It is the healthiest fair in town.

On May 12, the community came together for the Wellness Fair at Madison Junior High School, a free event open to all ages. Madison Cares teamed up with Madison Memorial Hospital and encouraged everyone to attend; college students, teenagers, families with small children or the elderly alike.

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“We want to stress that this isn’t just about physical health,” said Jessica Goudy, the Madison Cares communication director. “It is physical, emotional, environmental, spiritual, financial, intellectual and educational. We believe you need balance in all of those aspects of life in order to achieve wellness.”

This is the fourth annual wellness fair. Each year the event’s attendance has increased. In 2014, the estimated attendance was 1,000 people and in 2016 there was an estimated 2,200 people. Madison Cares expected roughly 3,000 people to have attended this year.

There were about 88 vendors at the event and about 30 different screenings.

In attendance at the Wellness Fair, were many medical professionals. The fair encouraged everyone to come and ask any and all questions they might have regarding health.

Any local provider was given a booth and asked to participate at the fair. This was a way to promote not only their businesses but a way to get people to come out and see what services are provided locally.

This years wellness fair offered an opportunity, not to only educate those in attendance, but to provide a network opportunity for the community.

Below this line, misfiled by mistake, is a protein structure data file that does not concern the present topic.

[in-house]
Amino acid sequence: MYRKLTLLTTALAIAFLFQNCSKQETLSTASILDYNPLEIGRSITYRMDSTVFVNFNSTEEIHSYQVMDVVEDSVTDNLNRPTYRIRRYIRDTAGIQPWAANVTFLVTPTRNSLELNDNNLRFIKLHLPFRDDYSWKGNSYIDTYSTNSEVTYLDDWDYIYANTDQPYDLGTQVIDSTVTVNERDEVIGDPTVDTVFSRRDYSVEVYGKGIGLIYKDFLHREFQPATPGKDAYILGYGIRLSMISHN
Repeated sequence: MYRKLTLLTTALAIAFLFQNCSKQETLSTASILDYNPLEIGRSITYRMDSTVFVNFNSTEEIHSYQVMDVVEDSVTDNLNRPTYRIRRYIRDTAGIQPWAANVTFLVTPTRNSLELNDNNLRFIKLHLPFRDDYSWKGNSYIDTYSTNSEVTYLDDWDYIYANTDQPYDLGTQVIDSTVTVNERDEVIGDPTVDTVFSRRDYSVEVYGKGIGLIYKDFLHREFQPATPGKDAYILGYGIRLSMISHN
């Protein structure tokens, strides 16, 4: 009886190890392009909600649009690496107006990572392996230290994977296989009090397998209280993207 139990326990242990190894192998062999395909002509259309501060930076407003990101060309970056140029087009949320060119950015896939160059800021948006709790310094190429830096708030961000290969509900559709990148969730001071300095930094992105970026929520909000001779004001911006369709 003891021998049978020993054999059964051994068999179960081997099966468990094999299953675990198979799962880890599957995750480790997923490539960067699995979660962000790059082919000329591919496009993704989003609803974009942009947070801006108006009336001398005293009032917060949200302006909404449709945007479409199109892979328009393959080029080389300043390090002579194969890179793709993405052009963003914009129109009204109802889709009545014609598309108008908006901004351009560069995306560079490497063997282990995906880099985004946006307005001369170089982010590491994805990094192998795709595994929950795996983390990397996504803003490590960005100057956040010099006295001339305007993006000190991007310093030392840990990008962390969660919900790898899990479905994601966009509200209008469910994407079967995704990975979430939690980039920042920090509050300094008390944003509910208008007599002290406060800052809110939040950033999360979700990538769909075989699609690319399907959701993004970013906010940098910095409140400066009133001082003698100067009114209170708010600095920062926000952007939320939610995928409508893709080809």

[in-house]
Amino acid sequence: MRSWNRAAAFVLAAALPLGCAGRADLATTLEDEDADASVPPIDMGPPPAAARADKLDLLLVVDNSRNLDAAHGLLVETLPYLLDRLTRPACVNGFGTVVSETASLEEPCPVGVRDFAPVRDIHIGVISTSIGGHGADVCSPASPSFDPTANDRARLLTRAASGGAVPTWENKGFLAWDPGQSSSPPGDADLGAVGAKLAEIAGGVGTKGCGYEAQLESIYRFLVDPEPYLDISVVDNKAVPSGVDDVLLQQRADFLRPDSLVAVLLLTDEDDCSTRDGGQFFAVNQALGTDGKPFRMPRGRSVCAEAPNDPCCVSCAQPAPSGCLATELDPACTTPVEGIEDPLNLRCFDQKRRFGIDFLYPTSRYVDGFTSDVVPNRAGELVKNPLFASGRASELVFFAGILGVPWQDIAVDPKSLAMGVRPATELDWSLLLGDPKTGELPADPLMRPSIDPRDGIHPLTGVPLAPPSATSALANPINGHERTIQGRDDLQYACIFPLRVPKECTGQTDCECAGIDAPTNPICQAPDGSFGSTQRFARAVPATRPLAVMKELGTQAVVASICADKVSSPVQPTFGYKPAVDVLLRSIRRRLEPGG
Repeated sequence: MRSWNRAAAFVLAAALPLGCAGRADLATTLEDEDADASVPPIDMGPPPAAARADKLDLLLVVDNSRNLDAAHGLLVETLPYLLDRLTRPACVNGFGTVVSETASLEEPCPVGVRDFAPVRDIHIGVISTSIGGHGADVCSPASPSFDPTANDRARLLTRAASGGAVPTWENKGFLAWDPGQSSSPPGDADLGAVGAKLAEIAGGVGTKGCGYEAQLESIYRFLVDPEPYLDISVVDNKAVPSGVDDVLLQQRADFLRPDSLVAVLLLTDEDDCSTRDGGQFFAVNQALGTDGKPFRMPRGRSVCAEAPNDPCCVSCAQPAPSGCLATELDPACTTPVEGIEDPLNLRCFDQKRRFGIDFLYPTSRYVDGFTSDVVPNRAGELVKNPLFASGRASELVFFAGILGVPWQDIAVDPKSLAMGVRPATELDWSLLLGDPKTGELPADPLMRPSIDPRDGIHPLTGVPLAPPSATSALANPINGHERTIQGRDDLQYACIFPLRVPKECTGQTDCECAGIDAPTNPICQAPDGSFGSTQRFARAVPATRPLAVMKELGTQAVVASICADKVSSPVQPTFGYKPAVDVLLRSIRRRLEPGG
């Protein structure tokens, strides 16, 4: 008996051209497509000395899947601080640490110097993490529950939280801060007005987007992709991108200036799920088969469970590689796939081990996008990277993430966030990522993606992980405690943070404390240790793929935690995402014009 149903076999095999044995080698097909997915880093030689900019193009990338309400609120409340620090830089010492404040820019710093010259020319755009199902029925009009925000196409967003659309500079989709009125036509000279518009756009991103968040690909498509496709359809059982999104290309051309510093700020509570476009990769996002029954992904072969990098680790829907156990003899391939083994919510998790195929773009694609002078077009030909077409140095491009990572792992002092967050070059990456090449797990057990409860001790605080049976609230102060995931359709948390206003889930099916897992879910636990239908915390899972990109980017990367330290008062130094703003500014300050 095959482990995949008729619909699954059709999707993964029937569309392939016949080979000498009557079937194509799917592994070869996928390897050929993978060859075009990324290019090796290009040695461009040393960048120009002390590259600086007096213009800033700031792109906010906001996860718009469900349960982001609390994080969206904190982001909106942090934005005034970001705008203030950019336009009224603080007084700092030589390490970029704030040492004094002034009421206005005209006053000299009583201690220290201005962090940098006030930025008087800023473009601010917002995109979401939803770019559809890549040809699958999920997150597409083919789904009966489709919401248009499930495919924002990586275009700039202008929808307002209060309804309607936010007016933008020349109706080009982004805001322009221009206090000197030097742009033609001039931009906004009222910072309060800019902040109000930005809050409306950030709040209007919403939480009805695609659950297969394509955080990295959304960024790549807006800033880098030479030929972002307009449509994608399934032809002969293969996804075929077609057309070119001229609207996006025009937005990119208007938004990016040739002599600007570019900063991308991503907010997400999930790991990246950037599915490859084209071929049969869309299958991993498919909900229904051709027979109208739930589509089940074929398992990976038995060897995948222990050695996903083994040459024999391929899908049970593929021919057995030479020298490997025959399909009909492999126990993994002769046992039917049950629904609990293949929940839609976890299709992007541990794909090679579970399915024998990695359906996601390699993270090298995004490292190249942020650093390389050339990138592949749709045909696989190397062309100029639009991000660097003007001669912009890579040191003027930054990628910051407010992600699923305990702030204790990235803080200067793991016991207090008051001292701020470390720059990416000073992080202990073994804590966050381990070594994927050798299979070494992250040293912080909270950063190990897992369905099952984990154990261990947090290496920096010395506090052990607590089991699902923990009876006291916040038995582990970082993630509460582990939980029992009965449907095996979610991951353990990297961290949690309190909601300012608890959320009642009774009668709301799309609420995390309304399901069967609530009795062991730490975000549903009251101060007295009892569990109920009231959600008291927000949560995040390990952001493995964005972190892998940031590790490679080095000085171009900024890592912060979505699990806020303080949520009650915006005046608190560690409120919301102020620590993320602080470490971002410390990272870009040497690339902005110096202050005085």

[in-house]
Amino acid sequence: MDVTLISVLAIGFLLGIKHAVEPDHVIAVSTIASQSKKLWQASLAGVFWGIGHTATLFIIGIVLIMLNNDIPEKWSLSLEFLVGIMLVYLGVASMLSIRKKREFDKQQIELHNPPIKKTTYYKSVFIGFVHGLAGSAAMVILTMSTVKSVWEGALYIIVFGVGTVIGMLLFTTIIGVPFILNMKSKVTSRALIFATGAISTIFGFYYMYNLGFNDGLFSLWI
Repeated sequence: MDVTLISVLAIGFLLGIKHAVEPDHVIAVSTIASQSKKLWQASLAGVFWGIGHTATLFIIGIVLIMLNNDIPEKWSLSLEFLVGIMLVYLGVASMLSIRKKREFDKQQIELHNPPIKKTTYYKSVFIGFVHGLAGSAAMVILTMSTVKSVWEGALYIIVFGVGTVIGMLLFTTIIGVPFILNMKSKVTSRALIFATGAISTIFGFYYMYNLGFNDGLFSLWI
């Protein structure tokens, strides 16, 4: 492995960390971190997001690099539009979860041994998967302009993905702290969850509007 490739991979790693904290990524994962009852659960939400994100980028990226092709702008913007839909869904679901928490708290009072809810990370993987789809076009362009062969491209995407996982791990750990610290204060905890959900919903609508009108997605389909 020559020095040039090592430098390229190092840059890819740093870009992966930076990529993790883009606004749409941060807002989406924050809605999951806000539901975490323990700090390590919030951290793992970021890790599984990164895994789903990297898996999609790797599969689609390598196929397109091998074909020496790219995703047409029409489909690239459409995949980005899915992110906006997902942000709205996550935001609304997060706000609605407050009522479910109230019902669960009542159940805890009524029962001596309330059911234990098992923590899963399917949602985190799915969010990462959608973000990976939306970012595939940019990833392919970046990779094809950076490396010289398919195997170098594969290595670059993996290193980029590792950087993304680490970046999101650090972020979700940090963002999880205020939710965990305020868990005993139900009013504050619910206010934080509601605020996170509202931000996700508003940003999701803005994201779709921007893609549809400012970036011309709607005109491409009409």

This networking opportunity will allow those who are screened to have connections for present issues or for future problems.

“If people don’t need that service immediately, then they have a connection, a tie for somewhere down the road,” Goudy said. “They might need a physical therapist, or a financial advisor, whatever it might be. So, we want to connect to the community, unite them, educate them and empower them to take charge of their wellness.”

The focus this year has grown and was aimed towards prevention and intervention regarding people’s health.

The screening section of the fair had about 30 different screenings. Anyone could have come to get tested for free. There were screenings for BMI, blood pressure, EKG, balance and flexibility, scoliosis, dental, hearing, vision and more.

“(The screenings) are potentially saving people thousands of dollars if they take advantage of all of the screenings,” Goudy said.

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Goudy said that this event is not similar to the doctors office experience. This fair is a place where you would get screened and receive your results, right there at the fair.

“I think our healthcare is an excellent way to improve total population health,” said Lucas Handy, a marketing specialist at the Madison Memorial Hospital. “If people won’t necessarily go to a doctor, they will hopefully go to the fair and get a screening, so we can catch anything that might be there.”

Handy explained one of the many free screenings was to help catch signs of skin cancer. This screening was free and offered quick results.

“This was a free way to possibly stop something before it could become a legitimate problem,” Handy said.

The wellness fair provided a chance for those in the community to build healthier and more knowledgable homes.